EDITORIAL | Wilbur's lengthy list of priorities



Kathy Wilbur may the president of Central Michigan University only temporarily, but she needs to use the position to move the university forward rather than keeping it running. She has an entire year to make her mark on the university and she should focus on helping the students.

Here are some of the main points Central Michigan Life feels she needs to focus on during her one-year tenure as president.

Tuition needs to stay low

Public universities across Michigan have hiked tuition this summer. Michigan State University students are facing a 5.2 percent increase this fall and a 4.9 percent increase in 2010. The University of Michigan increased tuition by 5 percent and Eastern Michigan University hiked tuition 3.8 percent.

CMU will likely be no different.

Wilbur said while she expects the Board of Trustees to raise tuition at the July 16 meeting, she plans to work with the board to keep it at a minimum.

And she should.

With the threat of cutting the Michigan Promise Scholarship, students and their families are going to need as much financial help as they can get. If Michigan wants a college-educated workforce, the government and the universities need to take into consideration the cost of attending a university.

While much of that is beyond her control, Wilbur should do what she can to make CMU a place students can afford to come.

Keep people here

Wilbur should focus on administration stability and hiring permanent administrators.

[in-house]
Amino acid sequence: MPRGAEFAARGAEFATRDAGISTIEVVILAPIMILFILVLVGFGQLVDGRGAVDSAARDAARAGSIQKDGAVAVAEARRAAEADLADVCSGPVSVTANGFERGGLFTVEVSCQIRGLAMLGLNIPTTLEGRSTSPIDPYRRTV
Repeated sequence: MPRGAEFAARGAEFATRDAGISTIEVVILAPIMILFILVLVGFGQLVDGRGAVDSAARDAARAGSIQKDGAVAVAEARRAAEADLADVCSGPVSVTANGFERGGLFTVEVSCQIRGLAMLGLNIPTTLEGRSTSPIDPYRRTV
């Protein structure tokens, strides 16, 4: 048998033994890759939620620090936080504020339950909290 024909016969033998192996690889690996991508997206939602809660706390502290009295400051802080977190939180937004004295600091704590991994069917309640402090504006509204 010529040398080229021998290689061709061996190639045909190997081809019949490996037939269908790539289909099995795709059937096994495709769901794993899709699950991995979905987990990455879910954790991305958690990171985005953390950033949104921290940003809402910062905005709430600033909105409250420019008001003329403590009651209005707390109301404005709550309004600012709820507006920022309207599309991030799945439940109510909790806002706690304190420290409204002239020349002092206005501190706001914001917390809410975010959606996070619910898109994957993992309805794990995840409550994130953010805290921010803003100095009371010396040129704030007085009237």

With former University President Michael Rao's departure came a flood of other departures, including Provost Julia Wallace, Vice President of Alumni Relations Mike Leto and Vice Provost of Academic Affairs Catherine Riordan, to name a few. Both Wilbur and Interim Provost Gary Shapiro have expressed that they will continue to move CMU forward, instead of just "treading water" at this stage in the university's history. Wilbur should be proactive with her appointment powers, and she should hire administrators accordingly. The number of people that have left this year is understandable, with Rao departing. But this could be a very critical time in the university's history, and she should work to keep and bring in people that are willing to help it grow.

The med school needs stability

It might be huge expense for the university, but at this point, the decision is moving forward. An interim dean has been hired, and CMU will begin to investigate costs and accreditation soon. With a project of this size, Wilbur needs to secure funding and stability for the program to make sure it stays on course. Even though it is an unpopular decision by some, it is still moving forward and needs the utmost care to assure its success.



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